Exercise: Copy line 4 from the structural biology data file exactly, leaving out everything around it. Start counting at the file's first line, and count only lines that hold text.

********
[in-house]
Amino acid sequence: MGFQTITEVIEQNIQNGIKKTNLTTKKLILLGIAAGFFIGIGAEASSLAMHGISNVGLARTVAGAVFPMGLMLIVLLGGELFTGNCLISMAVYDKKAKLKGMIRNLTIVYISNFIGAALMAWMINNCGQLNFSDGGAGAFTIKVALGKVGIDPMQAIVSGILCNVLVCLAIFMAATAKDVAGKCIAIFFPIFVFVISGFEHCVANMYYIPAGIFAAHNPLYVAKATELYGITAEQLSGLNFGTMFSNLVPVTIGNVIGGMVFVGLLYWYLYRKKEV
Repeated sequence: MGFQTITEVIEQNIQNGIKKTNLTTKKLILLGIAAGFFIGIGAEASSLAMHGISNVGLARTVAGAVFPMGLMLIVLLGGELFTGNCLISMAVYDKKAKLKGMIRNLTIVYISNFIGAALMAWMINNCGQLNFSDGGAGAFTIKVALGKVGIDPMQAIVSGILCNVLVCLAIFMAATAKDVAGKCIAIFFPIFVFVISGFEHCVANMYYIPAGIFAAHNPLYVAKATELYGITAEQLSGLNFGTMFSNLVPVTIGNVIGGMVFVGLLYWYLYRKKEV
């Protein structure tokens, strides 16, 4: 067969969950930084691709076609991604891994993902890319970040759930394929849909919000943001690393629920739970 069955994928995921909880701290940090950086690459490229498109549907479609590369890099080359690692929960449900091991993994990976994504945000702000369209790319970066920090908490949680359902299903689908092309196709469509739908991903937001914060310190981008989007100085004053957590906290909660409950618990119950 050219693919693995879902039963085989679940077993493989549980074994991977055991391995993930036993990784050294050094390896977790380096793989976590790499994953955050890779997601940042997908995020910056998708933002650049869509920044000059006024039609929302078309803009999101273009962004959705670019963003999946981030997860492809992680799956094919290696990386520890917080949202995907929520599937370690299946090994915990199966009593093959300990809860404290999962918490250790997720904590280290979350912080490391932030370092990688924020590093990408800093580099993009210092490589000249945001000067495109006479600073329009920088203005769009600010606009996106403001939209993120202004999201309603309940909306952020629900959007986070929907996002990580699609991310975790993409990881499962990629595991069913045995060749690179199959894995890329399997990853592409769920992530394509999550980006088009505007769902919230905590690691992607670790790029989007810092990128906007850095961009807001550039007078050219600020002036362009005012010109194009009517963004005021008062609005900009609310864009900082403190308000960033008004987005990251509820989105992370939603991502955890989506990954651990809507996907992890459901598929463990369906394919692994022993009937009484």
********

């Protein structure tokens, strides 16, 4: 067969969950930084691709076609991604891994993902890319970040759930394929849909919000943001690393629920739970 069955994928995921909880701290940090950086690459490229498109549907479609590369890099080359690692929960449900091991993994990976994504945000702000369209790319970066920090908490949680359902299903689908092309196709469509739908991903937001914060310190981008989007100085004053957590906290909660409950618990119950 050219693919693995879902039963085989679940077993493989549980074994991977055991391995993930036993990784050294050094390896977790380096793989976590790499994953955050890779997601940042997908995020910056998708933002650049869509920044000059006024039609929302078309803009999101273009962004959705670019963003999946981030997860492809992680799956094919290696990386520890917080949202995907929520599937370690299946090994915990199966009593093959300990809860404290999962918490250790997720904590280290979350912080490391932030370092990688924020590093990408800093580099993009210092490589000249945001000067495109006479600073329009920088203005769009600010606009996106403001939209993120202004999201309603309940909306952020629900959007986070929907996002990580699609991310975790993409990881499962990629595991069913045995060749690179199959894995890329399997990853592409769920992530394509999550980006088009505007769902919230905590690691992607670790790029989007810092990128906007850095961009807001550039007078050219600020002036362009005012010109194009009517963004005021008062609005900009609310864009900082403190308000960033008004987005990251509820989105992370939603991502955890989506990954651990809507996907992890459901598929463990369906394919692994022993009937009484």